Monday, February 18, 2013

Happy Valentine February!

My brugmansia came from pots in New Jersey finally has adapted to the nematode soils and is thriving with 10" fragrant trumpets that bathe the garden in a jasmine scent at night.
I can typically chew gum and blog, but in reality that has not been the case for a while.  I have been deeply involved in a search process for a minister for the Unitarian Universalist Church here in Tarpon Springs.  I may be using it as an excuse but it has allowed me sometime to think about a lot of things.  If truth be told I don't chew gum either, as I come from a school of thought that says always try to look your best and chewing on a piece of gum for hours on end is not my idea of looking good - unless you are a cow chewing its cud.  

All that aside, this time away from blogging has allowed the garden to fill in just a tad. Gardens in Florida have a tendency to grow and grow and grow.  Mine is not an exception.  Even though the winter season here limits growth by lack of rain it is still a wonderful time to garden.  There are surprises along the way (aren't there always?) with a sudden drop in temperature that reminds you as nice as it is here were are not 100% tropical.  Last night for the first time this winter we reached 38 degrees which meant it was time to bring out the sheets and cover the really tender plants.  The Brazilian Cloak I feared could wither.  This morning after confirming  my Tropica I rediscovered it can withstand temperatures of as low as 20 degrees.  A bit of a shock as it were as it is native to Venezuela where I doubt temperatures ever get that cold.  As is I did more damage to it by somewhat crushing the red plumes with the sheet than the cold would have done.  Oh well, another lesson.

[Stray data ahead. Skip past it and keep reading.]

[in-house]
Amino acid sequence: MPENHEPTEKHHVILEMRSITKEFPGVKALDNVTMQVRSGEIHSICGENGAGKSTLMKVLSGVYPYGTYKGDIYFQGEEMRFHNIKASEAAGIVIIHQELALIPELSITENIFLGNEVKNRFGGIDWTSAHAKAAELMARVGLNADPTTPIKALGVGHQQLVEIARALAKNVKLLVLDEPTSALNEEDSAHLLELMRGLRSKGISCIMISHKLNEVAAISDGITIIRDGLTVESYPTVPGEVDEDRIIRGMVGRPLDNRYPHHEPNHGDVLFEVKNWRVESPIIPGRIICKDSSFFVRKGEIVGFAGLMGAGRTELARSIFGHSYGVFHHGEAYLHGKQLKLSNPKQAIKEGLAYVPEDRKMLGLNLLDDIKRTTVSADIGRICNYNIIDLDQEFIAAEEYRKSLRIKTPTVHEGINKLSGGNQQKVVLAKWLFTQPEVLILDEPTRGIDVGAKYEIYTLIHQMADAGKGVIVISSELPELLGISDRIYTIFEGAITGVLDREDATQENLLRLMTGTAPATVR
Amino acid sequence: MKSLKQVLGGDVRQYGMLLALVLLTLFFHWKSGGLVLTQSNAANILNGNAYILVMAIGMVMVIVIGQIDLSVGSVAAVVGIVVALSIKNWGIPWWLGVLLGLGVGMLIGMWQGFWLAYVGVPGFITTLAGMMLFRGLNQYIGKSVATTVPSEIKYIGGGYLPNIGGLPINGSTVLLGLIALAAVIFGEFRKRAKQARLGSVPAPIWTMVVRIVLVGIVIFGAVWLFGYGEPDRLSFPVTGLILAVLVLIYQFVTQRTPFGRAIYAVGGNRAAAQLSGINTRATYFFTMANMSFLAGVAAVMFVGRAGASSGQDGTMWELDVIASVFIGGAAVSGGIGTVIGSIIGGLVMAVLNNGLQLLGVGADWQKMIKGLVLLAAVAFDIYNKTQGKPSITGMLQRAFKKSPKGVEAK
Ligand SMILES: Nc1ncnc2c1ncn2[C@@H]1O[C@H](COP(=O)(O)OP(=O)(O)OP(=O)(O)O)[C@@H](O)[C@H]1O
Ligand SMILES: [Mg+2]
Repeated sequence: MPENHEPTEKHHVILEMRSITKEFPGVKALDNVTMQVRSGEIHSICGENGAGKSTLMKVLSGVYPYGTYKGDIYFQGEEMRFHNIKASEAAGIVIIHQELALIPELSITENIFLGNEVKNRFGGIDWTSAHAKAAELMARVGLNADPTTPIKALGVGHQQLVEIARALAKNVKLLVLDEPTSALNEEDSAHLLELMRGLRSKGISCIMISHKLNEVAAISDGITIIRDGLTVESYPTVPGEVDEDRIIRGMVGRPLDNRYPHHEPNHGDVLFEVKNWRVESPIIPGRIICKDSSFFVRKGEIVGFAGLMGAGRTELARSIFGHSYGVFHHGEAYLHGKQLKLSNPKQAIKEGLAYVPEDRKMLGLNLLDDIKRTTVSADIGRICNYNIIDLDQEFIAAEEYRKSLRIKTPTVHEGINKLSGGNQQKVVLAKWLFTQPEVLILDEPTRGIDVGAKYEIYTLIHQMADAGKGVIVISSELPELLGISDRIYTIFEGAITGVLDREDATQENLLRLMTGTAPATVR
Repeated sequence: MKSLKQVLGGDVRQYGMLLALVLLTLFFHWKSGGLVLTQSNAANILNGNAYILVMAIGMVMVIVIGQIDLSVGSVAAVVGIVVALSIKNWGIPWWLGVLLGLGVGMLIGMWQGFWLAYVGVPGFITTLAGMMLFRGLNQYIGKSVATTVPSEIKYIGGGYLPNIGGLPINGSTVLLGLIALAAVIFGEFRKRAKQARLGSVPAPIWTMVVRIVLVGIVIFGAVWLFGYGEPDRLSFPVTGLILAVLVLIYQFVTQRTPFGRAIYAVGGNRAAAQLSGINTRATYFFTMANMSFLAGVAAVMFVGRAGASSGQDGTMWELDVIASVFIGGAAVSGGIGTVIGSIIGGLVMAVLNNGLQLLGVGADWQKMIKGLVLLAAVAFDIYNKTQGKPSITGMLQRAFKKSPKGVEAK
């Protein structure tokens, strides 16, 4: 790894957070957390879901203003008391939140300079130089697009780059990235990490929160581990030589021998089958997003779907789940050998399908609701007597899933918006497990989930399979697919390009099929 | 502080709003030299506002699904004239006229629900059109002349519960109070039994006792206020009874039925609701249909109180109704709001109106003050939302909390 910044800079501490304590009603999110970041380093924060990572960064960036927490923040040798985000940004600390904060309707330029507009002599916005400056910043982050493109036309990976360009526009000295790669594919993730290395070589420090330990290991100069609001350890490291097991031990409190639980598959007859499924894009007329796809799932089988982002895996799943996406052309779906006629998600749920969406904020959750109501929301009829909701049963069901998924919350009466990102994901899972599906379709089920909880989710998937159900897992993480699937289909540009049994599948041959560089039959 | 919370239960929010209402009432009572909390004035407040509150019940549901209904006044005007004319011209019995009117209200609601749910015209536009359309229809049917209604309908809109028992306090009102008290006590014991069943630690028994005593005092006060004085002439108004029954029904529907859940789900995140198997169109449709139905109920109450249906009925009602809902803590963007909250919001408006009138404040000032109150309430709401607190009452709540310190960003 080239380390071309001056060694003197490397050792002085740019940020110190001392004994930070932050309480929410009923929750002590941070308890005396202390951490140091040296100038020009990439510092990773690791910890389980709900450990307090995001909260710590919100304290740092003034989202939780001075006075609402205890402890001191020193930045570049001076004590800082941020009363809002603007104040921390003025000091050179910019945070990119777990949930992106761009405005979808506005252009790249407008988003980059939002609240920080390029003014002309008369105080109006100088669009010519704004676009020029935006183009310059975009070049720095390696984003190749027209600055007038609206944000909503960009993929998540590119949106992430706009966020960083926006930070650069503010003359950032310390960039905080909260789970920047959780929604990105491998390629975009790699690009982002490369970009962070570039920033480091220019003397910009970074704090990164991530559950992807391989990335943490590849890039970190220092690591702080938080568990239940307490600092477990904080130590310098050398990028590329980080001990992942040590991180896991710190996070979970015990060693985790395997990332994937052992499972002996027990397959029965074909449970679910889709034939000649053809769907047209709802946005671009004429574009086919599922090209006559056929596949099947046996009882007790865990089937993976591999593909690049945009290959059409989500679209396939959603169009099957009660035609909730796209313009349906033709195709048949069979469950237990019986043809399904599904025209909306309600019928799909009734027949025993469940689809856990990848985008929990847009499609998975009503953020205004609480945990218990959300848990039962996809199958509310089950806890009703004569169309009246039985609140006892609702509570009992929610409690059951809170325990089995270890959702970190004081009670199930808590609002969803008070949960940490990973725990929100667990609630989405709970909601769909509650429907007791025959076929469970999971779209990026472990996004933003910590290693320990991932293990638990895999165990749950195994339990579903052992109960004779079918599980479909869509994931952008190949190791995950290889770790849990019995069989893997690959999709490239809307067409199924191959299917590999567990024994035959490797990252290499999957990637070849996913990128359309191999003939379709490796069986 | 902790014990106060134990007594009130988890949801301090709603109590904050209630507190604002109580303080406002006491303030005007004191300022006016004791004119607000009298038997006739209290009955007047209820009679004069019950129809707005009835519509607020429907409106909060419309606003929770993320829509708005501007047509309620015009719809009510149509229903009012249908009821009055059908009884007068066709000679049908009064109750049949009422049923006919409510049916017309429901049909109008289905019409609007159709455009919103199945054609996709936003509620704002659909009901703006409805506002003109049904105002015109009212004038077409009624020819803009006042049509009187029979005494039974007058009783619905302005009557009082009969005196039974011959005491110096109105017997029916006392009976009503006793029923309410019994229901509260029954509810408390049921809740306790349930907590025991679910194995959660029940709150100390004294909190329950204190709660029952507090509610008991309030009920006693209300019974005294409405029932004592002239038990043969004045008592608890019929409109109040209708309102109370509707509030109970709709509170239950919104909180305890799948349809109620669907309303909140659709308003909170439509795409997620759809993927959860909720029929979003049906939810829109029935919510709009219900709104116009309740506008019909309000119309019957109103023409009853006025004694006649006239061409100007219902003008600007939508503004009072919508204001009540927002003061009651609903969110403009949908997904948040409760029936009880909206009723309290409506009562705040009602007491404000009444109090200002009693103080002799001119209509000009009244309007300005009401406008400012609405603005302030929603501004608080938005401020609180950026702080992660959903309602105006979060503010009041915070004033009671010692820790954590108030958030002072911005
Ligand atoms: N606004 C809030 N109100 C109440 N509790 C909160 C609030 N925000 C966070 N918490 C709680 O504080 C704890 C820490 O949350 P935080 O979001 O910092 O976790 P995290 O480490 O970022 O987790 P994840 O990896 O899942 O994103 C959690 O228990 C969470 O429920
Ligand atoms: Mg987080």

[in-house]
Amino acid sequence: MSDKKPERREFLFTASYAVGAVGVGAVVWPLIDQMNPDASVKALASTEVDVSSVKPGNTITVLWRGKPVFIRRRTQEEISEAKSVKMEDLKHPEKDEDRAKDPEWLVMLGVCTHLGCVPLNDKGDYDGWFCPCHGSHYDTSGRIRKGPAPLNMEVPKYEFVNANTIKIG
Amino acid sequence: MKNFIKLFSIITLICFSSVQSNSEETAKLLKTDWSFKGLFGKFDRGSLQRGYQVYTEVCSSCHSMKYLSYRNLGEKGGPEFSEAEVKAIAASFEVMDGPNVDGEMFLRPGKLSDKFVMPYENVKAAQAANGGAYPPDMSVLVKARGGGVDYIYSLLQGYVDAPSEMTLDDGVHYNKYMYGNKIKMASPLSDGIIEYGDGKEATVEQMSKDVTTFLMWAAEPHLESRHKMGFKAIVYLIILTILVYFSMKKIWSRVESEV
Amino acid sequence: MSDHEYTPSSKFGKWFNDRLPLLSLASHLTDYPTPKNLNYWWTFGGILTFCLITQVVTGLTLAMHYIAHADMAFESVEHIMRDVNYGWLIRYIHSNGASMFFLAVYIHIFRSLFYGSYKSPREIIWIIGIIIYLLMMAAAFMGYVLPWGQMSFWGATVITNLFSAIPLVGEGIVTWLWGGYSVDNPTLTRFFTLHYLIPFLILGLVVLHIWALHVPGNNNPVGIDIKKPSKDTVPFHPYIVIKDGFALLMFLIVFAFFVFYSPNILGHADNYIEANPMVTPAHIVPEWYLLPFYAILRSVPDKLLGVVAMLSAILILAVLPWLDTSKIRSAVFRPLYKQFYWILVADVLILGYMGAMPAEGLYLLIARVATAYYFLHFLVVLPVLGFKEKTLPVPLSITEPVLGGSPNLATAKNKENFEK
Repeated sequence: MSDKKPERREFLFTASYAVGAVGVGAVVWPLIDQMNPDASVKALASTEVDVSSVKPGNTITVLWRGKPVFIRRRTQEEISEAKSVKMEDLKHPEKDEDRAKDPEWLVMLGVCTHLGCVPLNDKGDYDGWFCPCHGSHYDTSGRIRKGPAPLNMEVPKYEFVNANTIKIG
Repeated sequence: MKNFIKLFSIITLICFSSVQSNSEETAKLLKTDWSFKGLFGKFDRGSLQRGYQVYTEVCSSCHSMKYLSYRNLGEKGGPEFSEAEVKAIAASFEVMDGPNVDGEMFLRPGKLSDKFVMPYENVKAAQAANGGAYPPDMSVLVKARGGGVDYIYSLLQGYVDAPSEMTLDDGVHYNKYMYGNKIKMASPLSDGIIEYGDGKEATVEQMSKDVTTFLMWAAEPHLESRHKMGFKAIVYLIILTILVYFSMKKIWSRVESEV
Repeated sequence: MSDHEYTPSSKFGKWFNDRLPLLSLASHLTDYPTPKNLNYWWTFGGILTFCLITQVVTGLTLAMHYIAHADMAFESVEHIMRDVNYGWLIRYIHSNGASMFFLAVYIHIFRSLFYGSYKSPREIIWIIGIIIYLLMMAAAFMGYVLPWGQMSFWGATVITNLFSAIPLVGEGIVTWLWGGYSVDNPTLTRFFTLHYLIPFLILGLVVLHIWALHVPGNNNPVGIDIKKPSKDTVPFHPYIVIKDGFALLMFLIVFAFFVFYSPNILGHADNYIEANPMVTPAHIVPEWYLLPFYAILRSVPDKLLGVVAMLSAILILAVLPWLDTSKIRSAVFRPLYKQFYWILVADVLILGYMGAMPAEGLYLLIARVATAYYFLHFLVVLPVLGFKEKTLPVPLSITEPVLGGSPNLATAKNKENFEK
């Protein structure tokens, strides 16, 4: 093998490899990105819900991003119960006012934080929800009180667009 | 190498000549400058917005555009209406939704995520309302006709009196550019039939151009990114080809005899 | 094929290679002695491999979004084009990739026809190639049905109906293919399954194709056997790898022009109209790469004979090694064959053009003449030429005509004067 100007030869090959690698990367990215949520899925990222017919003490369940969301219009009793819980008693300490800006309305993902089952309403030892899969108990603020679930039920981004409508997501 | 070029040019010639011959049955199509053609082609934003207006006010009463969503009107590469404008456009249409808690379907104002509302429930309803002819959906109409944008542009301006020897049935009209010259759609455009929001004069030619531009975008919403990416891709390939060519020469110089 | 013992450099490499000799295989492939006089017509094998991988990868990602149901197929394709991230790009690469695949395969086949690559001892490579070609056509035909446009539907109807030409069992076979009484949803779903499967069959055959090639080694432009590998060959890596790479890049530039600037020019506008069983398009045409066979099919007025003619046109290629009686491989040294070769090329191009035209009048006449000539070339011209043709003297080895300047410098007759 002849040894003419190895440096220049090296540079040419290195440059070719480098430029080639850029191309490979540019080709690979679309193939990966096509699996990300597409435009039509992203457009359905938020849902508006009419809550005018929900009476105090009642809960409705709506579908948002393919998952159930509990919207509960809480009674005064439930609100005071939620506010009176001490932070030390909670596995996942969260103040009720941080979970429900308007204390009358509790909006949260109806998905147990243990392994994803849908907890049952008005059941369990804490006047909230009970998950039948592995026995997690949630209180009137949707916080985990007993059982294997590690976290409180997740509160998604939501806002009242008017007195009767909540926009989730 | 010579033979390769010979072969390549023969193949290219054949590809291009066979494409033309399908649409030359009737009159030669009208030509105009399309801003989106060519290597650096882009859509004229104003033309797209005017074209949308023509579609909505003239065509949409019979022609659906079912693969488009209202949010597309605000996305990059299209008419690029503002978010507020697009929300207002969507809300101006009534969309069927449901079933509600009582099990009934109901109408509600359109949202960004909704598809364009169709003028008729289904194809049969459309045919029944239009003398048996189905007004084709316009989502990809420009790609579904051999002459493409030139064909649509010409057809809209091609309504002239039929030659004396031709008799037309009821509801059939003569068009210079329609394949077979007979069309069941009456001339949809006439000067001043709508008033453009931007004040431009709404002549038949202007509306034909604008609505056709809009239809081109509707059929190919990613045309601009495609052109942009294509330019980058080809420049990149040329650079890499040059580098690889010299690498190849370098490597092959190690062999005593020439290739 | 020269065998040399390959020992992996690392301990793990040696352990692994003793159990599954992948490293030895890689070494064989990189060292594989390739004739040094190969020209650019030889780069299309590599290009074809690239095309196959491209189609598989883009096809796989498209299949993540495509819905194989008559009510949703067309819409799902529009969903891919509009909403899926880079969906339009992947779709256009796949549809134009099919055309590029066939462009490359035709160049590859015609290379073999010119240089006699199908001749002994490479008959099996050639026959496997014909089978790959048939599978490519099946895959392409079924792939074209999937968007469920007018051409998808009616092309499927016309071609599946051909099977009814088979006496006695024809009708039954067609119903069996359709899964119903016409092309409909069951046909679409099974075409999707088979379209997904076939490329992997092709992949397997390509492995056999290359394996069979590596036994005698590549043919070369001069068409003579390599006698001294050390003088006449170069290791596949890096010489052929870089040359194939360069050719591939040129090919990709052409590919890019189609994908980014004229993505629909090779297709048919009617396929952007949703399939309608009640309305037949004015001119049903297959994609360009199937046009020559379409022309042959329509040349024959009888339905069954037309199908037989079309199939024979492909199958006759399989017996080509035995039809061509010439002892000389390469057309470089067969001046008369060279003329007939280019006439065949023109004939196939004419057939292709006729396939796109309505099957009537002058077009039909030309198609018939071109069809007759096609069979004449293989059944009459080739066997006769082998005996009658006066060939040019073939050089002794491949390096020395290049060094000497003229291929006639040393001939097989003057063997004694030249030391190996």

Brazilian Cloak

Brazilian Cloak Plumes

The gardens you can see are filling in nicely.  In this Garden Room  the lawn has returned and Limo runs circles around the edge of some central plantings into another garden room that is still being transformed.  I have introduced, thanks to some neighbors six clumps of a wonderful clumping bamboo that will tower 25 feet over the garden and provide total privacy from the street.  I suspect I may at some point regret planting so many clumps but it may be also provide the impetus for some industry that I could take up at a future point such as constructing bamboo scaffolding for  Tarpon Springs.

You can see a wheel barrow with the remains of the 4 trucks of mulch:  a small pile I am saving to spread around problem spots
The terrace plantings provide a staging area for plants that I find a rock bottom prices from nurseries and rehabilitate before putting in the destined location.  I just picked up two huge terrestrial (Bletilla) orchid plants of considerable size for $5.00 each at Lowes. They were a little past their forced blooming  and people who have no patience will pay $30.00 a piece for the luxury.  A month or two in the ground will have them twice the size and with hundreds of blooms each.